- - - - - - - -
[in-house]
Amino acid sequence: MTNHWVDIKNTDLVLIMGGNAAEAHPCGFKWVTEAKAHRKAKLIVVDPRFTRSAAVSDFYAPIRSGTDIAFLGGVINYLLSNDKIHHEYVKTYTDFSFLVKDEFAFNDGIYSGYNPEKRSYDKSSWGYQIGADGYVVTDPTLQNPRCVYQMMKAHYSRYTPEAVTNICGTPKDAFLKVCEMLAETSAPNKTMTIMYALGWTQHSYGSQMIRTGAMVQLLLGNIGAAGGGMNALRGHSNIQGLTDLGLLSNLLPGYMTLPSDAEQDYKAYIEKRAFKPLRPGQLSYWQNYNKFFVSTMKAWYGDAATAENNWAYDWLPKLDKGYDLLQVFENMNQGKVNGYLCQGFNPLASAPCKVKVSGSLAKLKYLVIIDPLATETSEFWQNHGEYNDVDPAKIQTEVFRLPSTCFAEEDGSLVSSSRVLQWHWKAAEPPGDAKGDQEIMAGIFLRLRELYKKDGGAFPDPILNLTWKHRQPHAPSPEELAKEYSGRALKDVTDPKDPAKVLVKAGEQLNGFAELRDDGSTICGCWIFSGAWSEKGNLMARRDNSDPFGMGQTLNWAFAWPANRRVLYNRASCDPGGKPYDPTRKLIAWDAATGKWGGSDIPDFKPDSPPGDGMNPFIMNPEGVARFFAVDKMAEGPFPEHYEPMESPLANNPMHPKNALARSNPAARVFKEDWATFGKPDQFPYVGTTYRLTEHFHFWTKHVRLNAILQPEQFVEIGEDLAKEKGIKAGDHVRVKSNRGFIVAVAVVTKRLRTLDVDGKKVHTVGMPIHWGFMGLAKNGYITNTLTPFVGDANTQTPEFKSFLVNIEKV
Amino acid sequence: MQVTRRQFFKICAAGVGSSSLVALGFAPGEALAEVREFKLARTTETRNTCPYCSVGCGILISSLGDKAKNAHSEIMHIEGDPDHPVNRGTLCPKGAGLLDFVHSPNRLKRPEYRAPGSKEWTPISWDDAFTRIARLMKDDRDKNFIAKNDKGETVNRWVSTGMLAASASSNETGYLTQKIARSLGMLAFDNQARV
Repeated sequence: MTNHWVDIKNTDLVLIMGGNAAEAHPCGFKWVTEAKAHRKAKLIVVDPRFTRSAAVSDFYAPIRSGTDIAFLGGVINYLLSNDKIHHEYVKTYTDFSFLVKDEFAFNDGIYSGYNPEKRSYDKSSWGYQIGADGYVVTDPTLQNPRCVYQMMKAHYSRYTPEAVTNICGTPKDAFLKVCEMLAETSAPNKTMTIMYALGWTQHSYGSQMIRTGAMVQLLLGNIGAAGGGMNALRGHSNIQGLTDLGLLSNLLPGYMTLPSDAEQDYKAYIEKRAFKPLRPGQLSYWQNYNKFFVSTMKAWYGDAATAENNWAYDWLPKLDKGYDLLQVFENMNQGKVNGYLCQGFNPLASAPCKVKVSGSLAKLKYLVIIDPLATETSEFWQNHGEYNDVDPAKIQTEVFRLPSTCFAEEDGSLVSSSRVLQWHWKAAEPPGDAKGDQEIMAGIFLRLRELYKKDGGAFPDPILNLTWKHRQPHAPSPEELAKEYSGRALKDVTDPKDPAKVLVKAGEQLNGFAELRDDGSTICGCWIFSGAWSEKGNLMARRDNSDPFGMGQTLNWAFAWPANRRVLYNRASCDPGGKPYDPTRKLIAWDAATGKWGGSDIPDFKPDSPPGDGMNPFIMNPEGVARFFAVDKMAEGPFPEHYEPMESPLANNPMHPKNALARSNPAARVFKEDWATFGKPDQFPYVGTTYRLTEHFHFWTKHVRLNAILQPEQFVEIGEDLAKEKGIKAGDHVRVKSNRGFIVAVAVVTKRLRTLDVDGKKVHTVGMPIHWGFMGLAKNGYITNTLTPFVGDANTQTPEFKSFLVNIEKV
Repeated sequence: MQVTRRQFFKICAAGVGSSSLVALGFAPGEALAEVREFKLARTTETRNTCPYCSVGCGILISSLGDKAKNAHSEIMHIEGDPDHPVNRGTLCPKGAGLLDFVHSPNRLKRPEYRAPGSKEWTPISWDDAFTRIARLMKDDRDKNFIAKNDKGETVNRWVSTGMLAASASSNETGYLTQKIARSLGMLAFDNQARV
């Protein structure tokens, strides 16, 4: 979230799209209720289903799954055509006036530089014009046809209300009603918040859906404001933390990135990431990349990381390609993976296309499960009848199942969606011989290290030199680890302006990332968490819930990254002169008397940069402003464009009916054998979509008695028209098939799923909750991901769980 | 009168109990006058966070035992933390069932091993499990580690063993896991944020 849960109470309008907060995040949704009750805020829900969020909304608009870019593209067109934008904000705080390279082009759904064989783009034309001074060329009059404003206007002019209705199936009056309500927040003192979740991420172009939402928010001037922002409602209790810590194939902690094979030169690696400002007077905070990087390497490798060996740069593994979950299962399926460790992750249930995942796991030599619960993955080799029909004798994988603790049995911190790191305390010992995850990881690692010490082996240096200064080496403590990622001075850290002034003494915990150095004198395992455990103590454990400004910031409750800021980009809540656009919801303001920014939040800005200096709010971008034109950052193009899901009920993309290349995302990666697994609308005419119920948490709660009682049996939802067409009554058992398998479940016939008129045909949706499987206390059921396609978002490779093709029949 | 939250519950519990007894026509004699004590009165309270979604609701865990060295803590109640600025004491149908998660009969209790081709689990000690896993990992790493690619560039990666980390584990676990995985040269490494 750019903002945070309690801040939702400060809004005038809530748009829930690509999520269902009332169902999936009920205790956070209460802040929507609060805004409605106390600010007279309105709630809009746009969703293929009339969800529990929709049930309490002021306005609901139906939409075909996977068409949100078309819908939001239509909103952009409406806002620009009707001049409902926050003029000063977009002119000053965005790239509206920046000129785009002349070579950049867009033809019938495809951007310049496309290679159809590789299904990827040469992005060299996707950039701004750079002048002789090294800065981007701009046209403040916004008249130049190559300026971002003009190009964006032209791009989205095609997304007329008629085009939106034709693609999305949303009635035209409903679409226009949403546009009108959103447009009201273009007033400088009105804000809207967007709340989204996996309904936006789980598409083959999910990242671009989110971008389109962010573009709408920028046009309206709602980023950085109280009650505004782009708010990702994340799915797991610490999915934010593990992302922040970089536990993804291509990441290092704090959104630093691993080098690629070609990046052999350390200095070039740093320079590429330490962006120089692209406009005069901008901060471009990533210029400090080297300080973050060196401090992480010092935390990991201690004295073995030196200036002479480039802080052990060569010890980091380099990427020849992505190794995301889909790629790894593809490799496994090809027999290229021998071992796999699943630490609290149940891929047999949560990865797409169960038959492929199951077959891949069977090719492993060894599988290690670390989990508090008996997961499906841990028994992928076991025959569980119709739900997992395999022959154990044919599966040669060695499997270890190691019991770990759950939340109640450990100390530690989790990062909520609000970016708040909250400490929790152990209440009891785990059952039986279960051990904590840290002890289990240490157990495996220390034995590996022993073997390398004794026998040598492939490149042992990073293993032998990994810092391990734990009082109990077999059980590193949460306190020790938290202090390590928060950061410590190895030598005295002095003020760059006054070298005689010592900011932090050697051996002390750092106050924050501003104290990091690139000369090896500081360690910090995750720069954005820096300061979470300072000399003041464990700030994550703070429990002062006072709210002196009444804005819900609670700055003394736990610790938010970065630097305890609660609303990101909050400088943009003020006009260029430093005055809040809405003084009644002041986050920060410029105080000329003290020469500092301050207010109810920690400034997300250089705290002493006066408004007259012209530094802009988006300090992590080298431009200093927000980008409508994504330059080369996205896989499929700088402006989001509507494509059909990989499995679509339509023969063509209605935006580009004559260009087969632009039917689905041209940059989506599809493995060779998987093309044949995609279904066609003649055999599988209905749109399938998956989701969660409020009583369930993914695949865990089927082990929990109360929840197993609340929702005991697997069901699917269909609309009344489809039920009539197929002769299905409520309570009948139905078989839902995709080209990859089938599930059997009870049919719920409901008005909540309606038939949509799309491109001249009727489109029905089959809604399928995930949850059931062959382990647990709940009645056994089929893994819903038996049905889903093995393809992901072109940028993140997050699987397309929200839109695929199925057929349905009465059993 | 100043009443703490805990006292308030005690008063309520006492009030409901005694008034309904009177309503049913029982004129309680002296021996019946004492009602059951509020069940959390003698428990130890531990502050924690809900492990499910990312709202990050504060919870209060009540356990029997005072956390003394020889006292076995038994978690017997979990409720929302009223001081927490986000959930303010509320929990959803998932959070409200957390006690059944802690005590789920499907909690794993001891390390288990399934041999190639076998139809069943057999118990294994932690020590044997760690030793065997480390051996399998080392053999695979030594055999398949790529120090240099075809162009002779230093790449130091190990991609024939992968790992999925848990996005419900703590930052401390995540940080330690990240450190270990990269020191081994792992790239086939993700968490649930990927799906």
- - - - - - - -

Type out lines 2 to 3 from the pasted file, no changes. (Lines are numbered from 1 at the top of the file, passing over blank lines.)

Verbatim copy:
Amino acid sequence: MTNHWVDIKNTDLVLIMGGNAAEAHPCGFKWVTEAKAHRKAKLIVVDPRFTRSAAVSDFYAPIRSGTDIAFLGGVINYLLSNDKIHHEYVKTYTDFSFLVKDEFAFNDGIYSGYNPEKRSYDKSSWGYQIGADGYVVTDPTLQNPRCVYQMMKAHYSRYTPEAVTNICGTPKDAFLKVCEMLAETSAPNKTMTIMYALGWTQHSYGSQMIRTGAMVQLLLGNIGAAGGGMNALRGHSNIQGLTDLGLLSNLLPGYMTLPSDAEQDYKAYIEKRAFKPLRPGQLSYWQNYNKFFVSTMKAWYGDAATAENNWAYDWLPKLDKGYDLLQVFENMNQGKVNGYLCQGFNPLASAPCKVKVSGSLAKLKYLVIIDPLATETSEFWQNHGEYNDVDPAKIQTEVFRLPSTCFAEEDGSLVSSSRVLQWHWKAAEPPGDAKGDQEIMAGIFLRLRELYKKDGGAFPDPILNLTWKHRQPHAPSPEELAKEYSGRALKDVTDPKDPAKVLVKAGEQLNGFAELRDDGSTICGCWIFSGAWSEKGNLMARRDNSDPFGMGQTLNWAFAWPANRRVLYNRASCDPGGKPYDPTRKLIAWDAATGKWGGSDIPDFKPDSPPGDGMNPFIMNPEGVARFFAVDKMAEGPFPEHYEPMESPLANNPMHPKNALARSNPAARVFKEDWATFGKPDQFPYVGTTYRLTEHFHFWTKHVRLNAILQPEQFVEIGEDLAKEKGIKAGDHVRVKSNRGFIVAVAVVTKRLRTLDVDGKKVHTVGMPIHWGFMGLAKNGYITNTLTPFVGDANTQTPEFKSFLVNIEKV
Amino acid sequence: MQVTRRQFFKICAAGVGSSSLVALGFAPGEALAEVREFKLARTTETRNTCPYCSVGCGILISSLGDKAKNAHSEIMHIEGDPDHPVNRGTLCPKGAGLLDFVHSPNRLKRPEYRAPGSKEWTPISWDDAFTRIARLMKDDRDKNFIAKNDKGETVNRWVSTGMLAASASSNETGYLTQKIARSLGMLAFDNQARV